In September 2006, Robert found the web hosting service 'Freehostia', which he believed would allow him to set up and customize a privately installed community forum. On 20 September 2006 he founded RJD Enterprise Solutions and purchased the domain name 'rjdonline.co.uk'. He then migrated both the former RJD Community Forum and the B-Cool Forum to the new domain, creating the RJD Online B-Cool Community Forums. After an agreement with Michael Denny, this name was shortened, and the service opened as the RJD Online Community on 14 October 2006, exactly one year after the opening of the original RJD Community Forum. The new forum was powered by a free copy of IPB 2.0.0 Final that Robert had previously acquired, and was hailed as a major milestone for the service. In an attempt to keep the B-Cool name alive, an affiliation ring known as the B-Cool Family was created in December 2006 in order for the RJD Online Community to easily affiliate with other websites.

In March 2007, the RJD Online Community began providing support for an upcoming new multimedia service called Legend Killer Productions, which had joined the B-Cool Family as an affiliate. The partnership worked so well that in May 2007 an agreement was made to host the forum on legendkillerproductions.net. The service migrated to LKP and became the Legend Killer Productions Community. The relationship between RJD Enterprise Solutions and Legend Killer Productions strengthened over the course of the year.

The tag line "Putting Wolverhampton Back on the Map" was used for a short time during the Summer of 2007.

In late September, the small free web server became crowded and could no longer support the forum properly, so a decision was made to rent a shared server from HostGator. By the end of October, the new server had been set up, and the forum was running smoothly again.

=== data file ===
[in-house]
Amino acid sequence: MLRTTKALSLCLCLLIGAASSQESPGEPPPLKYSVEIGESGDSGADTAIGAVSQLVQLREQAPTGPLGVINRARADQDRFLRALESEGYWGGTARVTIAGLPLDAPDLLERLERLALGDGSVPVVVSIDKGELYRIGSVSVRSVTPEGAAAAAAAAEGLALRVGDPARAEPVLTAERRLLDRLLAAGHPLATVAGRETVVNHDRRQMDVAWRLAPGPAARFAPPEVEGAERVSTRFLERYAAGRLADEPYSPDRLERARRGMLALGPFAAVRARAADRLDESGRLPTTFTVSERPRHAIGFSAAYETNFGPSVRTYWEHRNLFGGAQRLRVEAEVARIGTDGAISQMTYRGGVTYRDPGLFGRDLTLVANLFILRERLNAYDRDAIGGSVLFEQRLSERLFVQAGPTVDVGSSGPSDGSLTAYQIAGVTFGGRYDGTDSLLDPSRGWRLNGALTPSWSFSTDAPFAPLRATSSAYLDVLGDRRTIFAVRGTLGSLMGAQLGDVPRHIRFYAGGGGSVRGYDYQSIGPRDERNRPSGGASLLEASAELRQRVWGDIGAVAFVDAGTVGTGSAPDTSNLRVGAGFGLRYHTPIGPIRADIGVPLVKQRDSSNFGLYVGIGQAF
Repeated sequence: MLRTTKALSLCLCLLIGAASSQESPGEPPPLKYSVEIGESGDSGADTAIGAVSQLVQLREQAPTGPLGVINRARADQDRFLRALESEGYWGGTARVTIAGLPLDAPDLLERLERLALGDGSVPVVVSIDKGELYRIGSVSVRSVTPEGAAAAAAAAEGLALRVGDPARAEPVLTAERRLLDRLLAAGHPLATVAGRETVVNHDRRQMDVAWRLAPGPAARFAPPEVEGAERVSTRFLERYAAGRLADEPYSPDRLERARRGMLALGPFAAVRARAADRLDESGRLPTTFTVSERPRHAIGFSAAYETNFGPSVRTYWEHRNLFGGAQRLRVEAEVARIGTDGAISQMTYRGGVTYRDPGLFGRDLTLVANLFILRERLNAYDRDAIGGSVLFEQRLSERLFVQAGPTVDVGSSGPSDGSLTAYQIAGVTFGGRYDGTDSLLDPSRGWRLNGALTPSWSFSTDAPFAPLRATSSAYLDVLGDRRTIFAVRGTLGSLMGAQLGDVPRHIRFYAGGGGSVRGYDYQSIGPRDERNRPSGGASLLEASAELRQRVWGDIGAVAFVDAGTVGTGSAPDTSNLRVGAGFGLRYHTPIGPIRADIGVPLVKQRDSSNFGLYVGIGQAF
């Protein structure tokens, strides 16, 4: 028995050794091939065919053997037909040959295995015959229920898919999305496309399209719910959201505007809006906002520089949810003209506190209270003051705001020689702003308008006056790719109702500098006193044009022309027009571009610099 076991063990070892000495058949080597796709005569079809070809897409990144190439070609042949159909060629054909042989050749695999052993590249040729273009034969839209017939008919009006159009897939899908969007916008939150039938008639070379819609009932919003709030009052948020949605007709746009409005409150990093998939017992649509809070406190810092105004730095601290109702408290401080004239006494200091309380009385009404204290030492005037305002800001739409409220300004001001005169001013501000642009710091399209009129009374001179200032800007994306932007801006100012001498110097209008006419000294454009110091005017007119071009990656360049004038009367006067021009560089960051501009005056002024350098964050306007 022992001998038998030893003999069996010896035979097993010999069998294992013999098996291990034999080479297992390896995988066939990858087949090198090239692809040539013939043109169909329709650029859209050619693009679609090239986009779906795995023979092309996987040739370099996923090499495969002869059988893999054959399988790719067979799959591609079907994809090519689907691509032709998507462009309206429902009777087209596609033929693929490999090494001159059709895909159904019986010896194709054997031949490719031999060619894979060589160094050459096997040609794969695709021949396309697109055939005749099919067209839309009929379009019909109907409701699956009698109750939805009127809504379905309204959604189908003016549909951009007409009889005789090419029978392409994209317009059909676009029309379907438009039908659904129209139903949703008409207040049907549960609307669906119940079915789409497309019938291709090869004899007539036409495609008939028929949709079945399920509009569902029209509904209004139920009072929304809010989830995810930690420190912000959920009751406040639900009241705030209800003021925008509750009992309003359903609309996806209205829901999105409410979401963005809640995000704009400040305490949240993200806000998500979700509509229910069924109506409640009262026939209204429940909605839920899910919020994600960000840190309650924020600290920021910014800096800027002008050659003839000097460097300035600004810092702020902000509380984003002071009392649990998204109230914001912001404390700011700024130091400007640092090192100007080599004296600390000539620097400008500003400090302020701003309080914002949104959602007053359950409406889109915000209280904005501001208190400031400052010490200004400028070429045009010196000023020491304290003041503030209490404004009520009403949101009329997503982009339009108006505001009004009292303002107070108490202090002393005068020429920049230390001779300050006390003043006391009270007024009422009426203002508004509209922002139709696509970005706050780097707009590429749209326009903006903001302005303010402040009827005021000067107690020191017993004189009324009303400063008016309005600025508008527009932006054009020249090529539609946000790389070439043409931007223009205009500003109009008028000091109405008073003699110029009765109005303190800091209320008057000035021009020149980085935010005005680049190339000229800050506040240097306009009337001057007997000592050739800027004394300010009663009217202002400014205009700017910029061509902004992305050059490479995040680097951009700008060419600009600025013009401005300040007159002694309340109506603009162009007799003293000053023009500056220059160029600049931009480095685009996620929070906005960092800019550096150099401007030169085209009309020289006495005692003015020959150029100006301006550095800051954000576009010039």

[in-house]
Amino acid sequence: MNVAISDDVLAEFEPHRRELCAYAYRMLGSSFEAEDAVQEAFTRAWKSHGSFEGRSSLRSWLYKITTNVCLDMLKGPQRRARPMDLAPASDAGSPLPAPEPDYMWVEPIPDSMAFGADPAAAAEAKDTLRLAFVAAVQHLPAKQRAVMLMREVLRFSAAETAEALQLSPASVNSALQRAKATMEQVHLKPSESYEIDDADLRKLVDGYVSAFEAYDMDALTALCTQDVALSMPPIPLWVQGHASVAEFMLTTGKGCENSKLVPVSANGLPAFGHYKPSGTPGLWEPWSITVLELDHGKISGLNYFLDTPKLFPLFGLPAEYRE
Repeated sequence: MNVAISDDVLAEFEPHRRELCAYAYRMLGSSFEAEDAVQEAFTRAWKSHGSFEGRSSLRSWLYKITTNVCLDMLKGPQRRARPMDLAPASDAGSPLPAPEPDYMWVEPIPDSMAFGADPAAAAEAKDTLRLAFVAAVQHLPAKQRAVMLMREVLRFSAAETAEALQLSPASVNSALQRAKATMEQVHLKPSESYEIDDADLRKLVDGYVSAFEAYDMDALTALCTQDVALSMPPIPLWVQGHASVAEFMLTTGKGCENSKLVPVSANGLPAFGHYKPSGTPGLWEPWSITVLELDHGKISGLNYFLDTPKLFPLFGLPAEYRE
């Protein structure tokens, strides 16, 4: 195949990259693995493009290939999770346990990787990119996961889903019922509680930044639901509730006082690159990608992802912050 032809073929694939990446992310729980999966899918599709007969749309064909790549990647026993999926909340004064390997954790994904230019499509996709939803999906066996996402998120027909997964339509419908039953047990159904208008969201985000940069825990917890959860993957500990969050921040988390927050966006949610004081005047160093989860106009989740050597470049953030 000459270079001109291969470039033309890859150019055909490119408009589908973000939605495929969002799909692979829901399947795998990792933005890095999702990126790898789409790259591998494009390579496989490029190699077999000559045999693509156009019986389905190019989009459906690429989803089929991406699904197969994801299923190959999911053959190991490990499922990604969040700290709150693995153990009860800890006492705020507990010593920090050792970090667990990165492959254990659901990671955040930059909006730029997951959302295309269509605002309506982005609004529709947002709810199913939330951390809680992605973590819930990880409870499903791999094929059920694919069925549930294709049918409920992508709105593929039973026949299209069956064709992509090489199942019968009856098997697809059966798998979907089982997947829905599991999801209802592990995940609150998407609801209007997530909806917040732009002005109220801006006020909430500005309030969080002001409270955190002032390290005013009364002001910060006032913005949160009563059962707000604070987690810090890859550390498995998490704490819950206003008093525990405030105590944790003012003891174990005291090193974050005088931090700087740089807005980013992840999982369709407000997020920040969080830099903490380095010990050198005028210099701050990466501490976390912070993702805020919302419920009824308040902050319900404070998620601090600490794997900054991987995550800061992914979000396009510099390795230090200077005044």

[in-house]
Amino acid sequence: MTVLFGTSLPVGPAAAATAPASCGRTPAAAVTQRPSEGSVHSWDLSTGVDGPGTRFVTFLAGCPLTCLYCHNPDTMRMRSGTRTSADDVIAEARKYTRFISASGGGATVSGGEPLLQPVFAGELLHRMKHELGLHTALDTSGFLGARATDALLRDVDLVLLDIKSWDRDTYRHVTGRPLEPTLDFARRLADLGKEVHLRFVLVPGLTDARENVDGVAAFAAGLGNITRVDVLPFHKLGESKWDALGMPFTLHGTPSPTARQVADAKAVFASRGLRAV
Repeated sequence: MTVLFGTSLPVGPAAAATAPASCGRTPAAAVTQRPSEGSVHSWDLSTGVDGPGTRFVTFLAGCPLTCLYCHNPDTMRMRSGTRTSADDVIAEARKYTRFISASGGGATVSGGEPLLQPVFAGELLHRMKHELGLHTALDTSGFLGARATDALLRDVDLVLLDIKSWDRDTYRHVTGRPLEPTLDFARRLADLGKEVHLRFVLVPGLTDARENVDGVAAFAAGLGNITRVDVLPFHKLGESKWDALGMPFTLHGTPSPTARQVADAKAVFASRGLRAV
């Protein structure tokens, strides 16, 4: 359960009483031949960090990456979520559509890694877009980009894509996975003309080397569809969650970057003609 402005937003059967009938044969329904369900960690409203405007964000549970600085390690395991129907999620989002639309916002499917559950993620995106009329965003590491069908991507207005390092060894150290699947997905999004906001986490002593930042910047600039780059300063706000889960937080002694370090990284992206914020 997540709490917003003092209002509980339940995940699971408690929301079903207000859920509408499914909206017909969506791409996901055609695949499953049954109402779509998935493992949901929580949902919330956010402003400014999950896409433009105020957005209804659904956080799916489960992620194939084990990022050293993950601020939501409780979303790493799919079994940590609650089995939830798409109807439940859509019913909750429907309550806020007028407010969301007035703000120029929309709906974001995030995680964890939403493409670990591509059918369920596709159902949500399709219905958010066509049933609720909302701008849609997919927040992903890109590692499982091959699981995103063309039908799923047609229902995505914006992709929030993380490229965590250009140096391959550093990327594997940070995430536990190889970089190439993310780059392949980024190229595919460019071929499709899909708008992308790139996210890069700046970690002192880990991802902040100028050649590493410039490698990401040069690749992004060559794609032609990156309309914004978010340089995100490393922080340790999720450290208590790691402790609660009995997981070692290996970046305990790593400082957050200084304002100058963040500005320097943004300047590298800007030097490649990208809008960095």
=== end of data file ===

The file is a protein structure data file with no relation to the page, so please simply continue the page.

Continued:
The early years of Ginever (2008-2011)

In January 2008, there was a dispute over the ownership of the domain name legendkillerproductions.net. In order to help resolve the problem, it was eventually agreed that the forum should move to a new home. After lengthly discussions over what the forum should be called, members eventually agreed on the name 'The Ginever Block', which was borrowed from a small mathematics building on the campus of S. Peter's Collegiate School in Wolverhampton. Robert purchased thegineverblock.com and migrated the forums to the new domain on January 17, 2008. A simple redirect was added to the Legend Killer Productions home page which pointed to the new domain. It is now common belief that the suggestion to call the site The Ginever Block was in fact simply a joke, but that the name was chosen anyway due to nothing more suitable being available at the time.

Some weeks later in February 2008, Robert suggested that the board should be updated to the latest revision of IPB at the time, IPB 2.3, in order to resolve numerous issues with the outdated IPB 2.0 codebase. The idea became popular amongst members, and the forum was successfully upgraded in late February 2008.

After the release of IPB 3.0, members decided to migrate to the new codebase, and on August 15, 2009, the forum was successfully upgraded to IPB 3.0. As part of the upgrade, a new tag line was introduced: "Making your lives slightly less pointless since 2005".

In late 2009, Medessec, owner of the Medessec Organization, agreed to move support for his services to The Ginever Block, and became the site's second official affiliate. It was at this time that the nature of the B-Cool Family was debated, and eventually it was decided to discontinue the now-aging B-Cool franchise. This led to the creation of The Ginever Alliance. Medessec became the deputy executive director of the alliance and an assistant administrator of The Ginever Block.

After the formation of the Ginever Alliance, the decision was made to set up a wiki in order to replace the Medessec Archives. The GineverWiki consequently launched to the public in January 2010.

After some agreement between the various parties, it was decided to stop renewing the unused Legend Killer Productions domain, which expired in March 2010.

During May 2010, the first staff election took place, allowing members to apply for staffing positions and then vote for the people they liked the best - as a result, some considerable staffing changes took place. On June 1, 2010, the forum was upgraded to IPB 3.1.0 and suffered minor skinning issues as a result - it took a further upgrade to IPB 3.1.1 and a skin release on June 28 for all of the skins to be reinstalled again.

In January 2011, the server hosting many of the sites in the Ginever Alliance, including The Ginever Block, underwent a major restructure that affected some areas of the forum and caused some services to be down for several days. After resolving this issue, the site then continued to operate normally for another 7 months.

The non-profit years of Ginever.net (2011-2016)